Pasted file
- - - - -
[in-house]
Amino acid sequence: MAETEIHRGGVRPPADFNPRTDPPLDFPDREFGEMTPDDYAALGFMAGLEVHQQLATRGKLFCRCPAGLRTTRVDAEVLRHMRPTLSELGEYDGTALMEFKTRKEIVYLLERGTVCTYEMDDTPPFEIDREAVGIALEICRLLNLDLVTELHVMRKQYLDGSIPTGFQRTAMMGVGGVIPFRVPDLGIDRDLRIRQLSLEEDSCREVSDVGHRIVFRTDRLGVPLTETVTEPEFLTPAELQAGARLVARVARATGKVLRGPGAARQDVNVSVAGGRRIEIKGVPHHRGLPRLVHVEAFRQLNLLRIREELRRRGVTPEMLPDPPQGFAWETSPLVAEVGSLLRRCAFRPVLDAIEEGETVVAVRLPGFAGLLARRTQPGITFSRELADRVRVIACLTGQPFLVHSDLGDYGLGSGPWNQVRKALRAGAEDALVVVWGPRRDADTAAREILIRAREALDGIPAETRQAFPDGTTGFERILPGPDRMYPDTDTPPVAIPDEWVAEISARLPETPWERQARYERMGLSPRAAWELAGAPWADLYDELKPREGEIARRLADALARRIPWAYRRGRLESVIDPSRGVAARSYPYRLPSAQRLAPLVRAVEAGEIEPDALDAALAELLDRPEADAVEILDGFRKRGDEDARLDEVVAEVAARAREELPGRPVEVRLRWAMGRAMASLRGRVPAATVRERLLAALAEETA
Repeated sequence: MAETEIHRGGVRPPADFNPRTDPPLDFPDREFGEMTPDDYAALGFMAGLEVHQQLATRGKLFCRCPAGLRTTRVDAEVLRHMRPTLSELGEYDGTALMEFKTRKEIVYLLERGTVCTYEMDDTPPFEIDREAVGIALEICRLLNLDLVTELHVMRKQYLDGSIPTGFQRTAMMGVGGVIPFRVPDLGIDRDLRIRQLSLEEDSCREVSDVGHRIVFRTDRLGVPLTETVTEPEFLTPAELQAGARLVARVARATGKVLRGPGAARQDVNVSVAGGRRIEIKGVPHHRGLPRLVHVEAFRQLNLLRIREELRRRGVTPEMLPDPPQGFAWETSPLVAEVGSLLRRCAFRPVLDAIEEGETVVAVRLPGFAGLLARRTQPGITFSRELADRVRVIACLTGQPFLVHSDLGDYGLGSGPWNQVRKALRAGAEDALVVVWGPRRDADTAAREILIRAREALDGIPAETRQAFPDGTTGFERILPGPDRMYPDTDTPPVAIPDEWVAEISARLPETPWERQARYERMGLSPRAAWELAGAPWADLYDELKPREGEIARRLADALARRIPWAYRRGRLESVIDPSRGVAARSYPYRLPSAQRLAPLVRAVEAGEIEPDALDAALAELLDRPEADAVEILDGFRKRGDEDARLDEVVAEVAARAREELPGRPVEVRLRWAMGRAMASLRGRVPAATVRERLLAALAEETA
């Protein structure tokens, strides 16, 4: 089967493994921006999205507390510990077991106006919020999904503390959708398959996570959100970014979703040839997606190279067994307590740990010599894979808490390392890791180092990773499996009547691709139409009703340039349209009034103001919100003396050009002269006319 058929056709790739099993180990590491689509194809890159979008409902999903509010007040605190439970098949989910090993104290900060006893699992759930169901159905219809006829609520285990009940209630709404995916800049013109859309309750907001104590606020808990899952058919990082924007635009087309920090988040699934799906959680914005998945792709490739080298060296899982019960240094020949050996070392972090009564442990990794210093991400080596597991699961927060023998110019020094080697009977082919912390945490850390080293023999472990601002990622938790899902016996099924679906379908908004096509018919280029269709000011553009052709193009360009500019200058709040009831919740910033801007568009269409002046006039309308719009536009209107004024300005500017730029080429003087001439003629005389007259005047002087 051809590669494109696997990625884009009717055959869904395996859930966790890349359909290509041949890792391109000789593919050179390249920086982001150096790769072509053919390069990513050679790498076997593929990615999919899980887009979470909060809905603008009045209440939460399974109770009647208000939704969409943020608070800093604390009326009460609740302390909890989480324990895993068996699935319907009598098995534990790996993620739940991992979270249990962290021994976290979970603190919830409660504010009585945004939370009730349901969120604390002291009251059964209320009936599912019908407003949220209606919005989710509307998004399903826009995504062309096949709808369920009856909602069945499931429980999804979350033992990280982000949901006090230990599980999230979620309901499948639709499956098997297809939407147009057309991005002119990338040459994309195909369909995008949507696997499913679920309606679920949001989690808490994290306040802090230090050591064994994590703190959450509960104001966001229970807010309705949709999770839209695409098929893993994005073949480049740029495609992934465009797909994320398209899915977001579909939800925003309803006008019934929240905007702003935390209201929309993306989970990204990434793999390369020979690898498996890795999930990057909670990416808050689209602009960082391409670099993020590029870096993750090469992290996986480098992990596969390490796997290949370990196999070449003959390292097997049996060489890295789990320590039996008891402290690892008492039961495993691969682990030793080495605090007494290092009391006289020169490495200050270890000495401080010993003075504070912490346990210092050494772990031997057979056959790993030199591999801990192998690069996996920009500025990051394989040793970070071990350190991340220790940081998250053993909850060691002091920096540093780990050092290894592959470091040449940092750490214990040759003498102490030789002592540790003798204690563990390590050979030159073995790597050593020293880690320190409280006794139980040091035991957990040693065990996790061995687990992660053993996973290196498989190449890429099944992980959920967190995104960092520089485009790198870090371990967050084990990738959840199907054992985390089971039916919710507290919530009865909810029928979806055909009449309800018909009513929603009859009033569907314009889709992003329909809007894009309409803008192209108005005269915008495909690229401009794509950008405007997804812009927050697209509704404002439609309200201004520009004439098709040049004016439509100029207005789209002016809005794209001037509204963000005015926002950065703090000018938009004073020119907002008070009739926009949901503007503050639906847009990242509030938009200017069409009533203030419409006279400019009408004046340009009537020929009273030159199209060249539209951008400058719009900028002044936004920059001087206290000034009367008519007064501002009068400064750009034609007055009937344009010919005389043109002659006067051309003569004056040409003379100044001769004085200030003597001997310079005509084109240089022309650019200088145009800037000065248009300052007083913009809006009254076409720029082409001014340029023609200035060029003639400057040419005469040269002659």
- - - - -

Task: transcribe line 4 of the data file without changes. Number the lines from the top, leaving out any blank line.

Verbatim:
């Protein structure tokens, strides 16, 4: 089967493994921006999205507390510990077991106006919020999904503390959708398959996570959100970014979703040839997606190279067994307590740990010599894979808490390392890791180092990773499996009547691709139409009703340039349209009034103001919100003396050009002269006319 058929056709790739099993180990590491689509194809890159979008409902999903509010007040605190439970098949989910090993104290900060006893699992759930169901159905219809006829609520285990009940209630709404995916800049013109859309309750907001104590606020808990899952058919990082924007635009087309920090988040699934799906959680914005998945792709490739080298060296899982019960240094020949050996070392972090009564442990990794210093991400080596597991699961927060023998110019020094080697009977082919912390945490850390080293023999472990601002990622938790899902016996099924679906379908908004096509018919280029269709000011553009052709193009360009500019200058709040009831919740910033801007568009269409002046006039309308719009536009209107004024300005500017730029080429003087001439003629005389007259005047002087 051809590669494109696997990625884009009717055959869904395996859930966790890349359909290509041949890792391109000789593919050179390249920086982001150096790769072509053919390069990513050679790498076997593929990615999919899980887009979470909060809905603008009045209440939460399974109770009647208000939704969409943020608070800093604390009326009460609740302390909890989480324990895993068996699935319907009598098995534990790996993620739940991992979270249990962290021994976290979970603190919830409660504010009585945004939370009730349901969120604390002291009251059964209320009936599912019908407003949220209606919005989710509307998004399903826009995504062309096949709808369920009856909602069945499931429980999804979350033992990280982000949901006090230990599980999230979620309901499948639709499956098997297809939407147009057309991005002119990338040459994309195909369909995008949507696997499913679920309606679920949001989690808490994290306040802090230090050591064994994590703190959450509960104001966001229970807010309705949709999770839209695409098929893993994005073949480049740029495609992934465009797909994320398209899915977001579909939800925003309803006008019934929240905007702003935390209201929309993306989970990204990434793999390369020979690898498996890795999930990057909670990416808050689209602009960082391409670099993020590029870096993750090469992290996986480098992990596969390490796997290949370990196999070449003959390292097997049996060489890295789990320590039996008891402290690892008492039961495993691969682990030793080495605090007494290092009391006289020169490495200050270890000495401080010993003075504070912490346990210092050494772990031997057979056959790993030199591999801990192998690069996996920009500025990051394989040793970070071990350190991340220790940081998250053993909850060691002091920096540093780990050092290894592959470091040449940092750490214990040759003498102490030789002592540790003798204690563990390590050979030159073995790597050593020293880690320190409280006794139980040091035991957990040693065990996790061995687990992660053993996973290196498989190449890429099944992980959920967190995104960092520089485009790198870090371990967050084990990738959840199907054992985390089971039916919710507290919530009865909810029928979806055909009449309800018909009513929603009859009033569907314009889709992003329909809007894009309409803008192209108005005269915008495909690229401009794509950008405007997804812009927050697209509704404002439609309200201004520009004439098709040049004016439509100029207005789209002016809005794209001037509204963000005015926002950065703090000018938009004073020119907002008070009739926009949901503007503050639906847009990242509030938009200017069409009533203030419409006279400019009408004046340009009537020929009273030159199209060249539209951008400058719009900028002044936004920059001087206290000034009367008519007064501002009068400064750009034609007055009937344009010919005389043109002659006067051309003569004056040409003379100044001769004085200030003597001997310079005509084109240089022309650019200088145009800037000065248009300052007083913009809006009254076409720029082409001014340029023609200035060029003639400057040419005469040269002659």